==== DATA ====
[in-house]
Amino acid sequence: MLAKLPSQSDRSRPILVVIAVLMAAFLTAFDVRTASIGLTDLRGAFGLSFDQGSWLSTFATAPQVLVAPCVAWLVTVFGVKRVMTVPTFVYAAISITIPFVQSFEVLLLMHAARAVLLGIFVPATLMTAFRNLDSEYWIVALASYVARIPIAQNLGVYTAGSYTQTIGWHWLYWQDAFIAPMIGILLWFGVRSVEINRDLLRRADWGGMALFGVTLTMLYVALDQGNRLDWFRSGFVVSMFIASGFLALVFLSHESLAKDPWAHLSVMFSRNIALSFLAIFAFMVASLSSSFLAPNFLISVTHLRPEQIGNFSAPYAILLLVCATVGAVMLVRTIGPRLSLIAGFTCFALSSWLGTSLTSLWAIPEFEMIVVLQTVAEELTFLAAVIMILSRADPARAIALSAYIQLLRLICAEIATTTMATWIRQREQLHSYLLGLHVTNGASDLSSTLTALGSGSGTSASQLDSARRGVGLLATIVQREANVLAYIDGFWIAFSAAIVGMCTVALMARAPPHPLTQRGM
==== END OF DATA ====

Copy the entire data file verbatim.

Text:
[in-house]
Amino acid sequence: MLAKLPSQSDRSRPILVVIAVLMAAFLTAFDVRTASIGLTDLRGAFGLSFDQGSWLSTFATAPQVLVAPCVAWLVTVFGVKRVMTVPTFVYAAISITIPFVQSFEVLLLMHAARAVLLGIFVPATLMTAFRNLDSEYWIVALASYVARIPIAQNLGVYTAGSYTQTIGWHWLYWQDAFIAPMIGILLWFGVRSVEINRDLLRRADWGGMALFGVTLTMLYVALDQGNRLDWFRSGFVVSMFIASGFLALVFLSHESLAKDPWAHLSVMFSRNIALSFLAIFAFMVASLSSSFLAPNFLISVTHLRPEQIGNFSAPYAILLLVCATVGAVMLVRTIGPRLSLIAGFTCFALSSWLGTSLTSLWAIPEFEMIVVLQTVAEELTFLAAVIMILSRADPARAIALSAYIQLLRLICAEIATTTMATWIRQREQLHSYLLGLHVTNGASDLSSTLTALGSGSGTSASQLDSARRGVGLLATIVQREANVLAYIDGFWIAFSAAIVGMCTVALMARAPPHPLTQRGM